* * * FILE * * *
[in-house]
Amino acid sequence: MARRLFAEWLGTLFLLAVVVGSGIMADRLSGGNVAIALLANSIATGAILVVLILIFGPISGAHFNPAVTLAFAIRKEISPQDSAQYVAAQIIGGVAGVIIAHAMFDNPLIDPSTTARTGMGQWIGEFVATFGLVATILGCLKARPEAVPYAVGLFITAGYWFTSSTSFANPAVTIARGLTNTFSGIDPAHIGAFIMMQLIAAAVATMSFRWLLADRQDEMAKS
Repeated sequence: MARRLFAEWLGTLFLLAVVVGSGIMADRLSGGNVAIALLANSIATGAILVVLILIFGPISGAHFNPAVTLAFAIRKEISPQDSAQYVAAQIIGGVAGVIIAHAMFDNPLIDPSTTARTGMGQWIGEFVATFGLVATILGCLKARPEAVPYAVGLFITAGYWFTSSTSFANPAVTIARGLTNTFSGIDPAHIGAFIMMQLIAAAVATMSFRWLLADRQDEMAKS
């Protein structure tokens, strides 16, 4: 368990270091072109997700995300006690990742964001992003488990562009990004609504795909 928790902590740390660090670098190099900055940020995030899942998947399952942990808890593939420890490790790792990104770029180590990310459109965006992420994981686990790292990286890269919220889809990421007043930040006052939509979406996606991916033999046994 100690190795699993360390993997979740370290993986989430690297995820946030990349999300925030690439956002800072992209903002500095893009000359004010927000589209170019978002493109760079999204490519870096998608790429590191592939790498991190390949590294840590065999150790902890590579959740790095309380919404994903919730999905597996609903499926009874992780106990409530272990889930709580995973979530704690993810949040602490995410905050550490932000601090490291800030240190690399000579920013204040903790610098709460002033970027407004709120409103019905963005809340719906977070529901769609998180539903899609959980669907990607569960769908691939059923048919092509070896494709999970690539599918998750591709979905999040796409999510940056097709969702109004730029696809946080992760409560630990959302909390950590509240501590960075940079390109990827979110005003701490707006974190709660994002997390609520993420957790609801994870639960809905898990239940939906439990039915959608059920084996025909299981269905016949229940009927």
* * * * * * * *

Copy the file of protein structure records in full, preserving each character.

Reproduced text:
[in-house]
Amino acid sequence: MARRLFAEWLGTLFLLAVVVGSGIMADRLSGGNVAIALLANSIATGAILVVLILIFGPISGAHFNPAVTLAFAIRKEISPQDSAQYVAAQIIGGVAGVIIAHAMFDNPLIDPSTTARTGMGQWIGEFVATFGLVATILGCLKARPEAVPYAVGLFITAGYWFTSSTSFANPAVTIARGLTNTFSGIDPAHIGAFIMMQLIAAAVATMSFRWLLADRQDEMAKS
Repeated sequence: MARRLFAEWLGTLFLLAVVVGSGIMADRLSGGNVAIALLANSIATGAILVVLILIFGPISGAHFNPAVTLAFAIRKEISPQDSAQYVAAQIIGGVAGVIIAHAMFDNPLIDPSTTARTGMGQWIGEFVATFGLVATILGCLKARPEAVPYAVGLFITAGYWFTSSTSFANPAVTIARGLTNTFSGIDPAHIGAFIMMQLIAAAVATMSFRWLLADRQDEMAKS
């Protein structure tokens, strides 16, 4: 368990270091072109997700995300006690990742964001992003488990562009990004609504795909 928790902590740390660090670098190099900055940020995030899942998947399952942990808890593939420890490790790792990104770029180590990310459109965006992420994981686990790292990286890269919220889809990421007043930040006052939509979406996606991916033999046994 100690190795699993360390993997979740370290993986989430690297995820946030990349999300925030690439956002800072992209903002500095893009000359004010927000589209170019978002493109760079999204490519870096998608790429590191592939790498991190390949590294840590065999150790902890590579959740790095309380919404994903919730999905597996609903499926009874992780106990409530272990889930709580995973979530704690993810949040602490995410905050550490932000601090490291800030240190690399000579920013204040903790610098709460002033970027407004709120409103019905963005809340719906977070529901769609998180539903899609959980669907990607569960769908691939059923048919092509070896494709999970690539599918998750591709979905999040796409999510940056097709969702109004730029696809946080992760409560630990959302909390950590509240501590960075940079390109990827979110005003701490707006974190709660994002997390609520993420957790609801994870639960809905898990239940939906439990039915959608059920084996025909299981269905016949229940009927």